Bisphosphonates (BPs) are the gold-standard pharmaceutical treatment for a number of metabolic bone diseases. Over the past several years, our laboratory has been working to understand the effects of BPs on various aspects of skeletal biology. Through a series of studies, using various animal models, we have established several important treatment effects of BPs including 1) the time-course of changes in microdamage accumulation that result from the bone remodeling suppression effects of BP; 2) the long-term effects of BP treatment on bone biomechanical properties; 3) the effects of BP-treatment on the non-mineral component of bone matrix; 4) the site-specific and BP-specific effects of BP-treatment on bone remodeling suppression; and 5) the role of BPs in a condition known as osteonecrosis of the jaw (ONJ). The goal of this talk will be to summarize these finding with an emphasis on the various morphological techniques used to help elucidate these tissue-level mechanisms of BP treatment.

Earl P. Benditt Award Lecture & Presentation
Saturday, April 18, 4:00-5:00 PM, Room 217/218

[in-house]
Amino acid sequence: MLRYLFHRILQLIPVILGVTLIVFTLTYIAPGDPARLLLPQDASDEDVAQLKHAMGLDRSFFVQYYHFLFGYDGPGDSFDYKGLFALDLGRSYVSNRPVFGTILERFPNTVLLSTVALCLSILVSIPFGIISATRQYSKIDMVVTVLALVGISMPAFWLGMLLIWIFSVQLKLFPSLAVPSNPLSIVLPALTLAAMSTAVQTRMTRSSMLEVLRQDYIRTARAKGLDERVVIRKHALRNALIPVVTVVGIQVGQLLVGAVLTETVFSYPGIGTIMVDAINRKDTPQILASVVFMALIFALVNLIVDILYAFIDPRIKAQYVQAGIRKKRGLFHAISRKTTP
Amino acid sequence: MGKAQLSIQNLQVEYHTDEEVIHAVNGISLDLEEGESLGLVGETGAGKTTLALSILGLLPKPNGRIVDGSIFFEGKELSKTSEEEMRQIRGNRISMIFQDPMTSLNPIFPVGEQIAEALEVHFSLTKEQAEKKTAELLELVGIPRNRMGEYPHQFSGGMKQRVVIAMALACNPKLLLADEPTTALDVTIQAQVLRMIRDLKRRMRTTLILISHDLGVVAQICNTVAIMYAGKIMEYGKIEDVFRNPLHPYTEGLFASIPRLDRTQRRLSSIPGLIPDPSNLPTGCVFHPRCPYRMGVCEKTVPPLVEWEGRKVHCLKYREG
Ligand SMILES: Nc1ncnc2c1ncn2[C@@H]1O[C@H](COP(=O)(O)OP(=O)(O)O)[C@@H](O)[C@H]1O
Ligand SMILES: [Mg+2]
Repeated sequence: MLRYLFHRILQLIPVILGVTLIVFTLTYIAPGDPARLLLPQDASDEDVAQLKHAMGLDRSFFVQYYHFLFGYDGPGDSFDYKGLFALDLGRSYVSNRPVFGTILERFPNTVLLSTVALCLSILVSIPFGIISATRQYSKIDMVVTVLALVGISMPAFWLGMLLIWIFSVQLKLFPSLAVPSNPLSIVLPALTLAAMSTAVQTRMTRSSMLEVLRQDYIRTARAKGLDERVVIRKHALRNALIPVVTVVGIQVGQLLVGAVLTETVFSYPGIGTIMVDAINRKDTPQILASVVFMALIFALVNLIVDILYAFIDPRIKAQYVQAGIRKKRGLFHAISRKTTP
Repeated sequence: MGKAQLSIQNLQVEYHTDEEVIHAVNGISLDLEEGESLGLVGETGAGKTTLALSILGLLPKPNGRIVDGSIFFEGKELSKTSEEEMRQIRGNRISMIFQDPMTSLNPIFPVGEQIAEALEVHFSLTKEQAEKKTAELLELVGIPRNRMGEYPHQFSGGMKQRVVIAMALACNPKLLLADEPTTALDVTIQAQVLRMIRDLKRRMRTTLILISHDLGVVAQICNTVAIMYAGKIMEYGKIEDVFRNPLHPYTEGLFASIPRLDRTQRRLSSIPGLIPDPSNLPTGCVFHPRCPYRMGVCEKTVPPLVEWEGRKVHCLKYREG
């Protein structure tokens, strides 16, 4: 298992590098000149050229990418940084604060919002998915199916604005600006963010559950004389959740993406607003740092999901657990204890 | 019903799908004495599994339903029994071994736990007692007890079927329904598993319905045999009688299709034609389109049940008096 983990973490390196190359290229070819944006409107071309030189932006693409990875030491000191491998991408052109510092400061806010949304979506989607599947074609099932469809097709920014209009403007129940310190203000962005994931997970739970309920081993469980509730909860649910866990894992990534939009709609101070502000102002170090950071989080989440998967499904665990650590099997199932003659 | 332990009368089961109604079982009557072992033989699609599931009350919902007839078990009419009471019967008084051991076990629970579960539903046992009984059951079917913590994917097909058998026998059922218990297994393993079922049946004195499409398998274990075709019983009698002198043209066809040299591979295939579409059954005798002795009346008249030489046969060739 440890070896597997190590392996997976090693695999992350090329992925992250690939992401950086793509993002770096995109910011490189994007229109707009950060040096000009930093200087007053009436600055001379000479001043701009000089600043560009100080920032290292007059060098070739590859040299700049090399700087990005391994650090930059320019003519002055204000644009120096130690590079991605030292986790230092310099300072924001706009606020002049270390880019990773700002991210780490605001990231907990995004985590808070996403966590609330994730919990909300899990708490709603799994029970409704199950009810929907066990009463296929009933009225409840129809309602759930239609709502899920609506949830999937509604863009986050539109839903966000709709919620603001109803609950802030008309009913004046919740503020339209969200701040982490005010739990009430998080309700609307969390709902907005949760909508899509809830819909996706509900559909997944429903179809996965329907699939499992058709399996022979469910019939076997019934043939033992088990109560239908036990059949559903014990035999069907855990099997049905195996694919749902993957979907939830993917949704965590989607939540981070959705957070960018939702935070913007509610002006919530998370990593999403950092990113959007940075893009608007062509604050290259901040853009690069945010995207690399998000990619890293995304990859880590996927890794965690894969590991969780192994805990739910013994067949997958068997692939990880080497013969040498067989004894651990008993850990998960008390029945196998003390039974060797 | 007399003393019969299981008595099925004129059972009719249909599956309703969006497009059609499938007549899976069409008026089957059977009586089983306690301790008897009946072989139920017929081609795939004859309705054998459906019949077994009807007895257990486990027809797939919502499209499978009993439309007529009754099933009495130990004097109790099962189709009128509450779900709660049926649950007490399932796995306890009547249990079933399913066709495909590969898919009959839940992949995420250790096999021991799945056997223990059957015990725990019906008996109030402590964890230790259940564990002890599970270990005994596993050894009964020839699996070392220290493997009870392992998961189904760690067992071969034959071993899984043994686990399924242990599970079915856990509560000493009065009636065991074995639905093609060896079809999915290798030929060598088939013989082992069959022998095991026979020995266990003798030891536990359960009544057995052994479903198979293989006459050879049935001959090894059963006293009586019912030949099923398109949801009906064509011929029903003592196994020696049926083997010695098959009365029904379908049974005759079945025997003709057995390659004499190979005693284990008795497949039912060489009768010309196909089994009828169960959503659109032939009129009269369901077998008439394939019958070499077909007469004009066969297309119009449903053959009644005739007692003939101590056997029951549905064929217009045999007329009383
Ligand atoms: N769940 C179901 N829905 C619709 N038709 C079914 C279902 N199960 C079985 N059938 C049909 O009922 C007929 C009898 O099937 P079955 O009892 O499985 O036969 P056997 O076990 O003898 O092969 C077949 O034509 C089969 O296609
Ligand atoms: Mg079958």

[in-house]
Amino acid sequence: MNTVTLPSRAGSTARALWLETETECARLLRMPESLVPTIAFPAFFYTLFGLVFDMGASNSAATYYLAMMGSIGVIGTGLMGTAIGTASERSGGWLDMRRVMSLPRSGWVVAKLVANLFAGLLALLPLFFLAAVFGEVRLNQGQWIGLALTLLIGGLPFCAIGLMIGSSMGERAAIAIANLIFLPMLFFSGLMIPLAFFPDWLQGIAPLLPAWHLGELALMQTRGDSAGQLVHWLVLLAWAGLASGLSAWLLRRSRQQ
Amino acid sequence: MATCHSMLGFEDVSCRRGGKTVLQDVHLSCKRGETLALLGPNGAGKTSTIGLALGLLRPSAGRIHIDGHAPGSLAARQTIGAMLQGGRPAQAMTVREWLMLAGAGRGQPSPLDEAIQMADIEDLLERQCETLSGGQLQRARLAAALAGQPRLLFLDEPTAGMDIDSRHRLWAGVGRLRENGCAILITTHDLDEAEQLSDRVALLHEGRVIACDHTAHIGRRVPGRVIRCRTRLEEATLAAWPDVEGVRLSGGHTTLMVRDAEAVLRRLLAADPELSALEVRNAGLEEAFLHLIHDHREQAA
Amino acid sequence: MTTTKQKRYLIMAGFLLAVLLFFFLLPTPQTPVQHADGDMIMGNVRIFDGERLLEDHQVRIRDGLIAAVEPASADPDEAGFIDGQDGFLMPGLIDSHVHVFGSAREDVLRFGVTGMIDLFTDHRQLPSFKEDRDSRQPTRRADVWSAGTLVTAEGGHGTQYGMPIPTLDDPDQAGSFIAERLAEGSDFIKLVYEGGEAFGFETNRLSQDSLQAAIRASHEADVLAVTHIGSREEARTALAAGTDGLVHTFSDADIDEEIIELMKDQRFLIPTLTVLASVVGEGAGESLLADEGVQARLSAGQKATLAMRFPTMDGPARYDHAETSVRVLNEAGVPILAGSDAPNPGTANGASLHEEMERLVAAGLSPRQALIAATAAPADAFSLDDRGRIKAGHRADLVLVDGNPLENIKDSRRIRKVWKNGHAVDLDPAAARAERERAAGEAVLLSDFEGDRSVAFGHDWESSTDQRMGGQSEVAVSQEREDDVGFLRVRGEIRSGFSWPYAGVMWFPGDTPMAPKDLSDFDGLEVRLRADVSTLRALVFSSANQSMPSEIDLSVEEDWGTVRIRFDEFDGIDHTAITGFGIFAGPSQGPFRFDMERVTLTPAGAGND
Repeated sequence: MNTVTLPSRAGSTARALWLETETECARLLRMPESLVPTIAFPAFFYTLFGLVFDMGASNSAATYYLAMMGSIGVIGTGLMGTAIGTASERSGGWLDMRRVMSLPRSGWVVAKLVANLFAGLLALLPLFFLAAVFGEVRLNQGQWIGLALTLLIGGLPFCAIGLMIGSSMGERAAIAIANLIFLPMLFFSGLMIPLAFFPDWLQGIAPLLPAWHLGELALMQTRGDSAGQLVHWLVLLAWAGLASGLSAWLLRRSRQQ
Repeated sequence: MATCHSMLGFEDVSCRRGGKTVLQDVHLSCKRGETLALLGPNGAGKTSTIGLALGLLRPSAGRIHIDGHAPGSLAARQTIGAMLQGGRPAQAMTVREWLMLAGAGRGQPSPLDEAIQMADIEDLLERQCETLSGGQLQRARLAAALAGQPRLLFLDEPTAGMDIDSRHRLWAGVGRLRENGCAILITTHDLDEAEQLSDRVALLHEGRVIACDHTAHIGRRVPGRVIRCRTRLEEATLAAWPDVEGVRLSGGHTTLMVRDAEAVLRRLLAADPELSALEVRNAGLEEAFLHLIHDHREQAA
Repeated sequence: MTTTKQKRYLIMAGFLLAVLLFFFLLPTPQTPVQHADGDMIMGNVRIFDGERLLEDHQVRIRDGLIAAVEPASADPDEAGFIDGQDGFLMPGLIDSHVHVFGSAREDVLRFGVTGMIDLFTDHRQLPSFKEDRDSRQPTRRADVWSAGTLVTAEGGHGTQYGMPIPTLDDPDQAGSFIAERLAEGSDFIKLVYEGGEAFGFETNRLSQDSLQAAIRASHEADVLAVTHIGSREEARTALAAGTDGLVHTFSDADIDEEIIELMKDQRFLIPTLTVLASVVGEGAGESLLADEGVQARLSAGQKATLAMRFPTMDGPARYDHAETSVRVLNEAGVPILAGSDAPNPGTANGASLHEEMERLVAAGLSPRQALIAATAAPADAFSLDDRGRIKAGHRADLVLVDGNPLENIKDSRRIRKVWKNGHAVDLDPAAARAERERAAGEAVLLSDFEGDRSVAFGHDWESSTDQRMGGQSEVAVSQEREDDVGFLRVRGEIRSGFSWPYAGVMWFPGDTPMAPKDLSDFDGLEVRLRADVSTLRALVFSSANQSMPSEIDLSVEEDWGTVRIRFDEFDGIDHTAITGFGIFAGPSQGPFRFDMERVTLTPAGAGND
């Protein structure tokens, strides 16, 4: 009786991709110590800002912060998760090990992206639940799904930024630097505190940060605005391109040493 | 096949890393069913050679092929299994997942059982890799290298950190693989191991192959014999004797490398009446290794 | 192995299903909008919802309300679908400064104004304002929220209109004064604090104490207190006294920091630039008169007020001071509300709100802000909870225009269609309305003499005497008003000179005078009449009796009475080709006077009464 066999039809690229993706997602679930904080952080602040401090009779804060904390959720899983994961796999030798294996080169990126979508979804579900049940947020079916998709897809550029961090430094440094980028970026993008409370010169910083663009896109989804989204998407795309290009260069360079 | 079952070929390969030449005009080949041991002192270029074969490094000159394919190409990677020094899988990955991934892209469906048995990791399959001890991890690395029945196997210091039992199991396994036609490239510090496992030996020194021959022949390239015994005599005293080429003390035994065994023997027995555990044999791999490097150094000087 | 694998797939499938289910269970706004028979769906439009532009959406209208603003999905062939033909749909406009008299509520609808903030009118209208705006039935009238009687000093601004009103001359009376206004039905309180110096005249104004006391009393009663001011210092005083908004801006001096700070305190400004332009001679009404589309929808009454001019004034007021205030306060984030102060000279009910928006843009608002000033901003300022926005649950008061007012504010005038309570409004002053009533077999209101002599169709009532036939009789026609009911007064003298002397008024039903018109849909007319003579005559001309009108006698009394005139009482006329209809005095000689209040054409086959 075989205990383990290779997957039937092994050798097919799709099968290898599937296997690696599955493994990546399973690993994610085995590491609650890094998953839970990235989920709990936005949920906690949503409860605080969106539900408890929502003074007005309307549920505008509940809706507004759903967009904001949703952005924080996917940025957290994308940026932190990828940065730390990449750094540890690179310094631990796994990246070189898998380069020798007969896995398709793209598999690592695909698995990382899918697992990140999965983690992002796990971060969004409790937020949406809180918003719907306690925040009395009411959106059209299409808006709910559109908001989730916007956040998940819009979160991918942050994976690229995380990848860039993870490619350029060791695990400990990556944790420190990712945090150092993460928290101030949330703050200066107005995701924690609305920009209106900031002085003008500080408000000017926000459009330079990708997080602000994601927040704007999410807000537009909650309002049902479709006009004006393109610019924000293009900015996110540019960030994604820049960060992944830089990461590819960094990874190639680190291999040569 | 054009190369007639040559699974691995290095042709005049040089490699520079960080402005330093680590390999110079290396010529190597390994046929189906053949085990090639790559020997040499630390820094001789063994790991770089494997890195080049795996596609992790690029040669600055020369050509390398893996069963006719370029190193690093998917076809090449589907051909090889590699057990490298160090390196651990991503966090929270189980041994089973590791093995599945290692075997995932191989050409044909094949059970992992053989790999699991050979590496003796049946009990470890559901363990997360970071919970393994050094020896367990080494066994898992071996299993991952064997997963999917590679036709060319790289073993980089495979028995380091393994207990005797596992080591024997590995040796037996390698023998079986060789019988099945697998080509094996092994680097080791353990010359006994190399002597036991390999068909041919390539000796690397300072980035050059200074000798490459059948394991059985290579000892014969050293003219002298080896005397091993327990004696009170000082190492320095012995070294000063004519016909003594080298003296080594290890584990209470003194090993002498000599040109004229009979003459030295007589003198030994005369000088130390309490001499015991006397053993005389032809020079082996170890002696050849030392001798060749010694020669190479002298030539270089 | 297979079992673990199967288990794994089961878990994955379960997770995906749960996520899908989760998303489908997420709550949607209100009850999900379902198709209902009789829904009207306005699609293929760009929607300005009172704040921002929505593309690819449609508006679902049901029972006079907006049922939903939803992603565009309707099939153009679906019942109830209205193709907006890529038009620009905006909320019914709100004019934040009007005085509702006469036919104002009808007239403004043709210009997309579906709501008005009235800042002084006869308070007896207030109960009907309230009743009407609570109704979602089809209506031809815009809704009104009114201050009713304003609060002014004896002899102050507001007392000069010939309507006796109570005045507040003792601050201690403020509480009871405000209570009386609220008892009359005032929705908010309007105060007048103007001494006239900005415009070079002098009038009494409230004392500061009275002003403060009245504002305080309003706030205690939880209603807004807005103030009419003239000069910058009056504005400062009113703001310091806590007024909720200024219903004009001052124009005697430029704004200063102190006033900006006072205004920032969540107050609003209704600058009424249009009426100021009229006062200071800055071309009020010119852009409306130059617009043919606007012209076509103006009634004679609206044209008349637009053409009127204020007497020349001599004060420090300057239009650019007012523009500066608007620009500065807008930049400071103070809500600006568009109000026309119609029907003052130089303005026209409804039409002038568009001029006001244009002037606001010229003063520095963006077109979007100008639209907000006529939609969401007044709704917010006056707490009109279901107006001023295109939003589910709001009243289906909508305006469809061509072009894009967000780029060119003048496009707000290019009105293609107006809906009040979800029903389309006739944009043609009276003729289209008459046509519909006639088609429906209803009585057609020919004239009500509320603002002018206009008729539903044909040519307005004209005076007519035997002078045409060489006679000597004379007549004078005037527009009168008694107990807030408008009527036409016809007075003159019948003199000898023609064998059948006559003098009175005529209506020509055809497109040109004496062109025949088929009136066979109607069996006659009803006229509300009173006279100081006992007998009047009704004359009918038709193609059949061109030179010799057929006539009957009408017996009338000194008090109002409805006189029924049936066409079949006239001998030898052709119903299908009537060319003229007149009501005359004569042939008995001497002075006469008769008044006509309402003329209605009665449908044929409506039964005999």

Sponsored by NAVBO
Aldons J. Lusis (Univ. of California, Los Angeles)
Cardiovascular Traits: From Genetics to Systems Biology

Judah Folkman Award in Vascular Biology: Presentation & Lecture
Sunday, April 19, 7:00-8:15 PM, Room 204/205
Sponsored by NAVBO
L. Iruela-Arispe (Univ. of California, Los Angeles)
Searching for Angiogenesis Inhibitors While Learning About Blood Vessel Formation

Journal of Histochemistry & Cytochemistry Plenary Lecture
Monday, April 20, 9:30 AM-10:30 AM, Room 204/205
Sponsored by HCS
Heinz-Ulrich Weier (UC-LBNL, Life Sciences Division)
From Molecules to Man - Molecular Cytogenetics in the 21st Century



  AAA PLENARY SYMPOSIA

THE HEPATIC SINUSOID & ITS UNIQUE ENDOTHELIUM
Chair: Robert McCuskey (Univ. of Arizona College of Medicine)
Sunday, April 19, 10:30 AM-12:30 PM, Room 217/218

The hepatic sinusoid is the principal exchange vessel in the liver. Its endothelial lining has a unique structure and multiple functions that affect the liver and whole body function in health and disease. This session will explore what is known about many of the unique morphological and functional features of the hepatic sinusoidal endothelium, including scavenger function, cross-talk with other liver cells, immune functions, and aging.

Bard Smedsrod (Univ. of Tromso)
Scavenger Function of Liver Sinusoidal Endothelial Cells
Laurie DeLeve (Univ. of Southern California)
Sinusoidal Endothelial Cells Cross-Talk with Other Liver Cells
Percy Knolle (Univ. of Bonn)
Immune Functions of Liver Sinusoidal Endothelial Cells
David LeCouteur (Univ. of Sydney)
Aging & the Hepatic Sinusoidal Endothelium

A PROACTIVE APPROACH TO ANATOMICAL EDUCATION IN A CONTEMPORARY MEDICAL CURRICULUM
Co-sponsored by ASGBI and Antomical Sciences Education
Chair: Richard Drake (Cleveland Clinic Lerner College of Medicine)
Sunday, April 19, 10:30 AM-12:30 PM, Room 211/212